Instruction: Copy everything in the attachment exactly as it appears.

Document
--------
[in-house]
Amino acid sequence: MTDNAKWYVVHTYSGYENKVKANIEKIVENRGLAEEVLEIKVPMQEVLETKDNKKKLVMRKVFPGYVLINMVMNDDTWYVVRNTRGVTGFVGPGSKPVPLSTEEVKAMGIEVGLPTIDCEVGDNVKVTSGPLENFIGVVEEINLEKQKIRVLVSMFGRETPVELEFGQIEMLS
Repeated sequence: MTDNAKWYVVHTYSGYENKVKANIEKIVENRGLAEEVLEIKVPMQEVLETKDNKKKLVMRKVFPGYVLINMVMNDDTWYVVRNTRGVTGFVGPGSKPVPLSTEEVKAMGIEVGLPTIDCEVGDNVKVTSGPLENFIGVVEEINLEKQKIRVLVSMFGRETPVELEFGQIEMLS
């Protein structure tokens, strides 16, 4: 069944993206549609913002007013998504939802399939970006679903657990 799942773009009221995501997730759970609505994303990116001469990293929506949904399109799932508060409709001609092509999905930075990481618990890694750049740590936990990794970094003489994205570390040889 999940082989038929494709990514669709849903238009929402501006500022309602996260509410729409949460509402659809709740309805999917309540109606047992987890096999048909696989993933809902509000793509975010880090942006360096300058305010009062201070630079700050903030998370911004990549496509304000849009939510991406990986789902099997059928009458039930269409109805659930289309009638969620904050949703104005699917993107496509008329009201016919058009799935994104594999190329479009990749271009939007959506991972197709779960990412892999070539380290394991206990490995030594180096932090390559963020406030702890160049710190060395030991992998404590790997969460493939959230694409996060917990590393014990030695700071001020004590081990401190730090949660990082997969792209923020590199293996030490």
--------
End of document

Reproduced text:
[in-house]
Amino acid sequence: MTDNAKWYVVHTYSGYENKVKANIEKIVENRGLAEEVLEIKVPMQEVLETKDNKKKLVMRKVFPGYVLINMVMNDDTWYVVRNTRGVTGFVGPGSKPVPLSTEEVKAMGIEVGLPTIDCEVGDNVKVTSGPLENFIGVVEEINLEKQKIRVLVSMFGRETPVELEFGQIEMLS
Repeated sequence: MTDNAKWYVVHTYSGYENKVKANIEKIVENRGLAEEVLEIKVPMQEVLETKDNKKKLVMRKVFPGYVLINMVMNDDTWYVVRNTRGVTGFVGPGSKPVPLSTEEVKAMGIEVGLPTIDCEVGDNVKVTSGPLENFIGVVEEINLEKQKIRVLVSMFGRETPVELEFGQIEMLS
């Protein structure tokens, strides 16, 4: 069944993206549609913002007013998504939802399939970006679903657990 799942773009009221995501997730759970609505994303990116001469990293929506949904399109799932508060409709001609092509999905930075990481618990890694750049740590936990990794970094003489994205570390040889 999940082989038929494709990514669709849903238009929402501006500022309602996260509410729409949460509402659809709740309805999917309540109606047992987890096999048909696989993933809902509000793509975010880090942006360096300058305010009062201070630079700050903030998370911004990549496509304000849009939510991406990986789902099997059928009458039930269409109805659930289309009638969620904050949703104005699917993107496509008329009201016919058009799935994104594999190329479009990749271009939007959506991972197709779960990412892999070539380290394991206990490995030594180096932090390559963020406030702890160049710190060395030991992998404590790997969460493939959230694409996060917990590393014990030695700071001020004590081990401190730090949660990082997969792209923020590199293996030490």